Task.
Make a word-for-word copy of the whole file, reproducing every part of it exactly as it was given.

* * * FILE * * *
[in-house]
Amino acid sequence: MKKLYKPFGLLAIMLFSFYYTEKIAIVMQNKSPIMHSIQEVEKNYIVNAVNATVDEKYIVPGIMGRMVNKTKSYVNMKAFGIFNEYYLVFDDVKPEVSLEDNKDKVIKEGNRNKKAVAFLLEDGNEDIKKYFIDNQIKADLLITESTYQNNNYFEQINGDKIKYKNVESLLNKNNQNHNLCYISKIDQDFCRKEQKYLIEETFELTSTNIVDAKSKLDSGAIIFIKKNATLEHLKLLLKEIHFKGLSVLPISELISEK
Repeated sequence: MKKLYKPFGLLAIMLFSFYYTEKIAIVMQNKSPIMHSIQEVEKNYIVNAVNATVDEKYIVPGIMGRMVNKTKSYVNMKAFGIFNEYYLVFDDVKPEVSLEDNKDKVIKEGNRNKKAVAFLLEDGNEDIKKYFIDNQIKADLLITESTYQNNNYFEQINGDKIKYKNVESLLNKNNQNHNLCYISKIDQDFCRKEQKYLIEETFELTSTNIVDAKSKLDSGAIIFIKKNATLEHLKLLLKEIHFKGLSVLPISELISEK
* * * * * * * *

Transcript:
[in-house]
Amino acid sequence: MKKLYKPFGLLAIMLFSFYYTEKIAIVMQNKSPIMHSIQEVEKNYIVNAVNATVDEKYIVPGIMGRMVNKTKSYVNMKAFGIFNEYYLVFDDVKPEVSLEDNKDKVIKEGNRNKKAVAFLLEDGNEDIKKYFIDNQIKADLLITESTYQNNNYFEQINGDKIKYKNVESLLNKNNQNHNLCYISKIDQDFCRKEQKYLIEETFELTSTNIVDAKSKLDSGAIIFIKKNATLEHLKLLLKEIHFKGLSVLPISELISEK
Repeated sequence: MKKLYKPFGLLAIMLFSFYYTEKIAIVMQNKSPIMHSIQEVEKNYIVNAVNATVDEKYIVPGIMGRMVNKTKSYVNMKAFGIFNEYYLVFDDVKPEVSLEDNKDKVIKEGNRNKKAVAFLLEDGNEDIKKYFIDNQIKADLLITESTYQNNNYFEQINGDKIKYKNVESLLNKNNQNHNLCYISKIDQDFCRKEQKYLIEETFELTSTNIVDAKSKLDSGAIIFIKKNATLEHLKLLLKEIHFKGLSVLPISELISEK